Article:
IVF success tied to insurance coverage

Women who have insurance coverage for in vitro fertilization (IVF) may be more likely to have a baby than women who have to pay entirely out-of-pocket for fertility treatments, a U.S. study in JAMA suggests. In any given attempt at IVF, insurance status didn't influence whether women had a baby, the study found. But when the first cycle of IVF failed, which often happens, women were more likely to try again if their insurance covered at least some of the costs. One cycle of IVF can cost around $12,000, with up to another $5,000 for extra medicines women may need, said lead study author Dr. Emily Jungheim of Washington University in St. Louis School of Medicine in Missouri. "Women without cov

Doctors urge more exercise for pregnant women - new report

Old health advice often dies hard. This is particularly true — perhaps dangerously so — of historic advice for pregnant women, according to a new Viewpoint published Tuesday in the Journal of the American Medical Association (JAMA). Most adults remember the traditional guidelines for expectant mothers. Get as much rest as possible during your pregnancy, even prolonged bed rest if complications arise. At the same time, “eat for two” — you and your developing child. According to the new report, however, “these misguided recommendations” have “evolved into a major contributor to the worldwide obesity epidemic.” Fifty years ago, gynecological medicine emphasized the need for women to gain enough

DHA in Pregnancy Had No Impact on Child IQ - study

Docosahexaenoic acid (DHA) supplements during pregnancy had no significant impact on either IQ or cognition scores of children compared to mothers who received placebo, a small randomized trial in Australia found. There was no significant difference between the mean IQ of DHA and control groups for children at age 7 years (98.31 versus 97.32, adjusted mean difference 1.30, 95% CI -0.47 to 3.08, P=0.15), reported Jacqueline F. Gould, BoSc, of the South Australian Health and Medical Research Institute, and colleagues. The authors also noted that while perceptual reasoning scores in the DHA group were "slightly higher," there was no significant difference in performance on measures of language,

Phone device tests male fertility with 98% accuracy, study shows

A new smartphone attachment can evaluate a man's semen and determine his level of fertility with up to 98% accuracy, a new study has showed. The new technology -- consisting of an external accessory in which sperm samples are inserted and an app that analyzes them -- could make testing as straightforward as a home pregnancy test, the scientists say. More than 45 million couples were estimated to be infertile globally in 2010, about 15% of all couples worldwide. Men are estimated to be solely responsible for up to 30% and to contribute to up to 50% of cases overall, according to one study. The new technology is still a few years away, but the team behind it hopes this new form of testing will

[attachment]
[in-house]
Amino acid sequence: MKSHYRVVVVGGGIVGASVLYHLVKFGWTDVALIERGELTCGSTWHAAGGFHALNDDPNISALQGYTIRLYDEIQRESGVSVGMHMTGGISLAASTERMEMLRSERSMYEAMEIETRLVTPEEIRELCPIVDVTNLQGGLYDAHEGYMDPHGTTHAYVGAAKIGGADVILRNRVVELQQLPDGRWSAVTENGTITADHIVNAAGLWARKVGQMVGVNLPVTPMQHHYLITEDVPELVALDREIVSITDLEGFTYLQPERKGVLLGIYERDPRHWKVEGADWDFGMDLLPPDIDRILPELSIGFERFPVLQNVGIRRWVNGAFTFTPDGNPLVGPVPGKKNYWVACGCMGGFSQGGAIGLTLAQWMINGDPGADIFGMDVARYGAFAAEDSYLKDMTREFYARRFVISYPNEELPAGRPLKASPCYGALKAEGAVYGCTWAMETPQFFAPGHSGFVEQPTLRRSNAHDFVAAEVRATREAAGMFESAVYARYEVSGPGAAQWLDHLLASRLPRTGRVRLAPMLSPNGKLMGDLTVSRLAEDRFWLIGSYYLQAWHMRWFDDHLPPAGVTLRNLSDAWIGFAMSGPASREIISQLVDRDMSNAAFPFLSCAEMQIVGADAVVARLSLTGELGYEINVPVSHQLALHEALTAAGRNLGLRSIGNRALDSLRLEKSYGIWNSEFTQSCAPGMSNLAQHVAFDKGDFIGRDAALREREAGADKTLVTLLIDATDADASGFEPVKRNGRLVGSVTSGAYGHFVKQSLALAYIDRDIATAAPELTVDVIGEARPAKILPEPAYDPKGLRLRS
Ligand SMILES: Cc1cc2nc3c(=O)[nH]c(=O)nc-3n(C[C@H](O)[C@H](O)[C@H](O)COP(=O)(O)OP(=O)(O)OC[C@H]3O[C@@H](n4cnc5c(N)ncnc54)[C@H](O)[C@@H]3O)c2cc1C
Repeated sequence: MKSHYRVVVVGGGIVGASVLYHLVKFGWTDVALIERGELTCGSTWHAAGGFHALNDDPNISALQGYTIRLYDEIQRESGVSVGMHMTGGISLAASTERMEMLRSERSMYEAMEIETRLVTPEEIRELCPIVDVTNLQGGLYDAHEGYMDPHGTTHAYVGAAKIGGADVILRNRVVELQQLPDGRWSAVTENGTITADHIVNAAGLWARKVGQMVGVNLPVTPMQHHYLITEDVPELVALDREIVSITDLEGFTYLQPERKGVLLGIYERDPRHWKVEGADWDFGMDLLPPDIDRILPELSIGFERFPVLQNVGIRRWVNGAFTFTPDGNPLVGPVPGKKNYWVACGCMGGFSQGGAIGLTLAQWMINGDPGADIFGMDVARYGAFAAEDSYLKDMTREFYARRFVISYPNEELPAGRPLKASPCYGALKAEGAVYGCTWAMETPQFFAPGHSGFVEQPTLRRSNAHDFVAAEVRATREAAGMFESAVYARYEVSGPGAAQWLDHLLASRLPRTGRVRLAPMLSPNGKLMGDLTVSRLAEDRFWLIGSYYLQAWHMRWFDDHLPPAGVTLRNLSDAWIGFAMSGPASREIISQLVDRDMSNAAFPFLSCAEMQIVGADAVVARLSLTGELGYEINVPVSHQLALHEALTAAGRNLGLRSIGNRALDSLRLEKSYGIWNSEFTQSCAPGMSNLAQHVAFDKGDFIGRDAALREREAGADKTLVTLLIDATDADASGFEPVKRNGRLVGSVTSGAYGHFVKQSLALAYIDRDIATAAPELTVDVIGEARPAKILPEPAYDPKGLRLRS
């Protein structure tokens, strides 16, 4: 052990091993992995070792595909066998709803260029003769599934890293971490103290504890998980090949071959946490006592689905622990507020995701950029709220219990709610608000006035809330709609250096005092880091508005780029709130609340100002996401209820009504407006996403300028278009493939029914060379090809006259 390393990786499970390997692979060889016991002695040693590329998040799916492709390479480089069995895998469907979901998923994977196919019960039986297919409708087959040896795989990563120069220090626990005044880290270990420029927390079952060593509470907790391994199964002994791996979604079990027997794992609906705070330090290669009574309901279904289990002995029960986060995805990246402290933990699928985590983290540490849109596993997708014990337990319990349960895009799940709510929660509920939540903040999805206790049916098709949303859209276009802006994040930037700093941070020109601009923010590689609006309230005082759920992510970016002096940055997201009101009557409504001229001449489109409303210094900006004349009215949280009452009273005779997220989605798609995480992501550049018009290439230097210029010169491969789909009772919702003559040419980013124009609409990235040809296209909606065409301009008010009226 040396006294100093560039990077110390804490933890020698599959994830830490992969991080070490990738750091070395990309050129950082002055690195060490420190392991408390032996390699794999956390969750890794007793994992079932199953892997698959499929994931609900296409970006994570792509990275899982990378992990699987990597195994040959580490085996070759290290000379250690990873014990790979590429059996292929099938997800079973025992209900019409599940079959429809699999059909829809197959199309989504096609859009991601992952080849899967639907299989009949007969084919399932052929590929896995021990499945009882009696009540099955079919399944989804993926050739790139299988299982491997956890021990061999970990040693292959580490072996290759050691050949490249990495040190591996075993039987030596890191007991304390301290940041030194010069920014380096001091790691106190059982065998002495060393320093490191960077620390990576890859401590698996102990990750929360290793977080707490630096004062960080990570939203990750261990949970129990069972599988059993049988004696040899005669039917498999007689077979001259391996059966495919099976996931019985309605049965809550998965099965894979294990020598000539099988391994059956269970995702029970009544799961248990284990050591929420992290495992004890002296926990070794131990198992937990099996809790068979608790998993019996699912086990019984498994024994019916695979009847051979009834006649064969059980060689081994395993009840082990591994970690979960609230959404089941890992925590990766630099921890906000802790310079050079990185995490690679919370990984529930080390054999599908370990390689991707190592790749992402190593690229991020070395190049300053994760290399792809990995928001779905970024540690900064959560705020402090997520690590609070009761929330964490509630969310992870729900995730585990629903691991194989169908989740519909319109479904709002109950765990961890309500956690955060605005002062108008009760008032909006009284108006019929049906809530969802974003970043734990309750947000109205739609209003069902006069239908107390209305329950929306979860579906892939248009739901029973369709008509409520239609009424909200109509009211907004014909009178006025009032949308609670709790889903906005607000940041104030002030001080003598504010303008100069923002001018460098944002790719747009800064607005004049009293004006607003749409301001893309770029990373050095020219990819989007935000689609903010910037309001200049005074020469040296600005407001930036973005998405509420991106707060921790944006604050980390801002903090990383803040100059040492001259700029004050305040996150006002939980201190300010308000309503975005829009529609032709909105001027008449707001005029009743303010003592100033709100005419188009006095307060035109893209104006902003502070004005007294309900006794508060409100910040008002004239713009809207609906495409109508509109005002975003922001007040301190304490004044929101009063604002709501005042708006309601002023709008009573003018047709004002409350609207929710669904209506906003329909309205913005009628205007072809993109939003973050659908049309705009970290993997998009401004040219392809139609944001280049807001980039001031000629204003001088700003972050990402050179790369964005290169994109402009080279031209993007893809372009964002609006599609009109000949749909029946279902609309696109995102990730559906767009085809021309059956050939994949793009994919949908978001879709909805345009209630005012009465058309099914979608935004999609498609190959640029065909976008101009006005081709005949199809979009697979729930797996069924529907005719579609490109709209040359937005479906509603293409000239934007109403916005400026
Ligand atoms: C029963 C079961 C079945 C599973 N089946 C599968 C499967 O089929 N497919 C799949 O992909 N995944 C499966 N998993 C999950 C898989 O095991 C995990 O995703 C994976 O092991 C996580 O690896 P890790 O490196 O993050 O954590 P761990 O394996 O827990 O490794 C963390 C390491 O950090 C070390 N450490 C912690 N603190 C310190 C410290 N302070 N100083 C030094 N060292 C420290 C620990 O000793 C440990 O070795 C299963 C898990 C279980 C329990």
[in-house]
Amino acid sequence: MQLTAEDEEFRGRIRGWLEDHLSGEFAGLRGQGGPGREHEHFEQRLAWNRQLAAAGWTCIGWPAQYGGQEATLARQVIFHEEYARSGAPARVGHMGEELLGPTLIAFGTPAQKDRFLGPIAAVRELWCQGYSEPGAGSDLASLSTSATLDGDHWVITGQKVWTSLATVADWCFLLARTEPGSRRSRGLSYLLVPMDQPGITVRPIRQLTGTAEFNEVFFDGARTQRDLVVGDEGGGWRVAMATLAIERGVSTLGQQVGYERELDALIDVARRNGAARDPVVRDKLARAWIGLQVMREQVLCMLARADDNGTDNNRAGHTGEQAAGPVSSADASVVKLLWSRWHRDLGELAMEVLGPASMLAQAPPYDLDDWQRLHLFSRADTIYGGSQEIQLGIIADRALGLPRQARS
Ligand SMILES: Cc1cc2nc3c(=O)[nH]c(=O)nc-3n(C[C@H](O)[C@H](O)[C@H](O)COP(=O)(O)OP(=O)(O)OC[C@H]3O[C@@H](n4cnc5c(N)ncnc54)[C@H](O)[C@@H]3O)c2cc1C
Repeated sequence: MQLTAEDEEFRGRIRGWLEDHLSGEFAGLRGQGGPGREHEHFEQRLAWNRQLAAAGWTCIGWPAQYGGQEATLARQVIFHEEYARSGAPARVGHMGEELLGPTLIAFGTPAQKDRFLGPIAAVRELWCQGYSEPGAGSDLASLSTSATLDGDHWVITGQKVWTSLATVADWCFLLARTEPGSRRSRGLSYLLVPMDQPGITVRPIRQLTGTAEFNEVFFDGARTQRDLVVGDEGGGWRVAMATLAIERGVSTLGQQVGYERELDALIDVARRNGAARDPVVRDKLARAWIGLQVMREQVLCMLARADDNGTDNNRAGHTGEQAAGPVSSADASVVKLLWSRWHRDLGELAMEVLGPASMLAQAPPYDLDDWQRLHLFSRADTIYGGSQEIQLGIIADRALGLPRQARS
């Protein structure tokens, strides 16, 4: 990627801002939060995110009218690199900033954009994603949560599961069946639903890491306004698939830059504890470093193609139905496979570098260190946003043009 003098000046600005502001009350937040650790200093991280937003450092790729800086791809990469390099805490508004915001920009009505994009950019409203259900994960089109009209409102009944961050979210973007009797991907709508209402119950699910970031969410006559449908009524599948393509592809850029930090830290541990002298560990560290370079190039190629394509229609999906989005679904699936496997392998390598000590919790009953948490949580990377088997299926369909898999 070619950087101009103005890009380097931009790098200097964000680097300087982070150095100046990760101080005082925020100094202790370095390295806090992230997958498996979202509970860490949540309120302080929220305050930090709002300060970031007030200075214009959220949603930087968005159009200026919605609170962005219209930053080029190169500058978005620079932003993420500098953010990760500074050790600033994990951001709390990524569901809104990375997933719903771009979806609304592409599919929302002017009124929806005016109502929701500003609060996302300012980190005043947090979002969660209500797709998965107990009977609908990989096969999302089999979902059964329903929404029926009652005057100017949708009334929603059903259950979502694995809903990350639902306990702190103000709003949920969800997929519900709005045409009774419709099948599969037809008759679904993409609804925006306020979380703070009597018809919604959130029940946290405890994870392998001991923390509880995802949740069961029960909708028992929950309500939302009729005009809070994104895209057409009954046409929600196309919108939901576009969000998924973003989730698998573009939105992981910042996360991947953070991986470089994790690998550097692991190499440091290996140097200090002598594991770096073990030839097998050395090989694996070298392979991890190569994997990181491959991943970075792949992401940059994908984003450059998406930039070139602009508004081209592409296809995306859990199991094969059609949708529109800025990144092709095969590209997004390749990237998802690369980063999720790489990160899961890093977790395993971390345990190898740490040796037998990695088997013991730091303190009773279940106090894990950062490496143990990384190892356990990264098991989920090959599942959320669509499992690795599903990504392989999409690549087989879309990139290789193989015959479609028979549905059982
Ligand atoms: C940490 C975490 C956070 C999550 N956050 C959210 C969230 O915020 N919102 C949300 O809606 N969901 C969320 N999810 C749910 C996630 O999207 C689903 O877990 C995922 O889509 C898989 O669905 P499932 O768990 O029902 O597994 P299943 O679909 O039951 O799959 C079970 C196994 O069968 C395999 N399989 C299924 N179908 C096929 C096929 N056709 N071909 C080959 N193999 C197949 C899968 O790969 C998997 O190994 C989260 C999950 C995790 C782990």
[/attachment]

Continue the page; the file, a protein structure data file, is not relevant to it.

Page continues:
Nearly 25 Million Women in US Don’t Have Nearby Access to Infertility Services

While a woman can get basic infertility exams and ovulation-induction treatments from her regular gynecologist, she typically needs to see a specialist for more advanced fertility procedures, such as in vitro fertilization. However, a new study found that almost 25 million women of reproductive age in the U.S. don’t live near fertility clinics that provide important services for many hoping to get pregnant. Published in the journal Fertility & Sterility, the study discovered that nearly 40 percent of reproductive-age women across the country either have limited or no access to assisted-reproductive-technology (ART) clinics nearby. Scientists from the University of Pittsburgh and University o

Artificial embryo created for the first time in historic break-thru

Image: An artificially created three-dimensional model of a mouse embryo at 96 hours, left, and then an embryo cultured in a test tube for 48 hours from the blastocyst stage, right. The red color denotes the embryo-like structure while the blue shows extra-embryonic material that would form the placenta. Courtesy of Sarah Harrison and Gaelle Recher, Zernicka-Goetz Lab, University of Cambridge Trying to mimic the early stages of reproduction, Cambridge University researchers cultivated two types of mouse stem cells in a Petri dish and watched an embryo emerge -- one that closely resembled a natural mouse embryo in its architecture, its development process and its ability to assemble itself.

CDC: Overall Fertility Rate Down 10% Among U.S. Women

Overall fertility rates and reproductive rates have fallen among U.S. women from 1990 to 2014, despite a 10-year spike from the mid-1990s to the mid-2000s, said CDC researchers. The total fertility rate, which measures the potential impact of current fertility patterns on reproduction or completed family size, declined approximately 10% from 2,081.0 births per a hypothetical cohort of 1,000 women in 1990 to 1,862.5 per 1,000 in 2014, reported Brady E. Hamilton, PhD, and Sharon E. Kirmeyer, PhD [deceased], of the CDC Division of Vital Statistics. These rates declined 5% from 1990 to 1997, with a 8% spike from 1997 to 2007, before falling 12% from 2007 to 2014 -- with a less than 1% increase f

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Dr. Jain is solely responsible for the information published on this website, which in no way represents the views and strategies of his employer. 

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